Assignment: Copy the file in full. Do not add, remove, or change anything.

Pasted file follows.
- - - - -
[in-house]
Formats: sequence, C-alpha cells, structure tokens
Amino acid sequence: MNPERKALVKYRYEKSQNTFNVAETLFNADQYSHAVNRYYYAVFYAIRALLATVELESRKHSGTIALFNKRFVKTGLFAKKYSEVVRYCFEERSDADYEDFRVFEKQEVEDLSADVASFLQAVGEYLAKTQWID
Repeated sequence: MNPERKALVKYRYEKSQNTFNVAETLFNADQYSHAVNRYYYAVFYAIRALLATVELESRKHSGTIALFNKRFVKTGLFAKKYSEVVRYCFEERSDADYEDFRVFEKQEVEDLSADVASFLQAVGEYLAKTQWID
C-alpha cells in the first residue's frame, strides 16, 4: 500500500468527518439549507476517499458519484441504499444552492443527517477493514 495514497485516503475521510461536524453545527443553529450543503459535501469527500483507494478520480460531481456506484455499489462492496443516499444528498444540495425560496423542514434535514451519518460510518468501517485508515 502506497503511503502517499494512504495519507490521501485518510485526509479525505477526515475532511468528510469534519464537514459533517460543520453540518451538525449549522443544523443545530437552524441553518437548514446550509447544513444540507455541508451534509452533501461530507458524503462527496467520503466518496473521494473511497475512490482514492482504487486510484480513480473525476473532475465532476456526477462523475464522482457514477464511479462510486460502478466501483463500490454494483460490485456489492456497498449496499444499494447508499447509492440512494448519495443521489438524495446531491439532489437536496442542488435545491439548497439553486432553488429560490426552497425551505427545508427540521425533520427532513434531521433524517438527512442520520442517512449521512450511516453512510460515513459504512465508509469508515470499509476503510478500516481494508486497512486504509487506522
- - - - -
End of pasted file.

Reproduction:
[in-house]
Formats: sequence, C-alpha cells, structure tokens
Amino acid sequence: MNPERKALVKYRYEKSQNTFNVAETLFNADQYSHAVNRYYYAVFYAIRALLATVELESRKHSGTIALFNKRFVKTGLFAKKYSEVVRYCFEERSDADYEDFRVFEKQEVEDLSADVASFLQAVGEYLAKTQWID
Repeated sequence: MNPERKALVKYRYEKSQNTFNVAETLFNADQYSHAVNRYYYAVFYAIRALLATVELESRKHSGTIALFNKRFVKTGLFAKKYSEVVRYCFEERSDADYEDFRVFEKQEVEDLSADVASFLQAVGEYLAKTQWID
C-alpha cells in the first residue's frame, strides 16, 4: 500500500468527518439549507476517499458519484441504499444552492443527517477493514 495514497485516503475521510461536524453545527443553529450543503459535501469527500483507494478520480460531481456506484455499489462492496443516499444528498444540495425560496423542514434535514451519518460510518468501517485508515 502506497503511503502517499494512504495519507490521501485518510485526509479525505477526515475532511468528510469534519464537514459533517460543520453540518451538525449549522443544523443545530437552524441553518437548514446550509447544513444540507455541508451534509452533501461530507458524503462527496467520503466518496473521494473511497475512490482514492482504487486510484480513480473525476473532475465532476456526477462523475464522482457514477464511479462510486460502478466501483463500490454494483460490485456489492456497498449496499444499494447508499447509492440512494448519495443521489438524495446531491439532489437536496442542488435545491439548497439553486432553488429560490426552497425551505427545508427540521425533520427532513434531521433524517438527512442520520442517512449521512450511516453512510460515513459504512465508509469508515470499509476503510478500516481494508486497512486504509487506522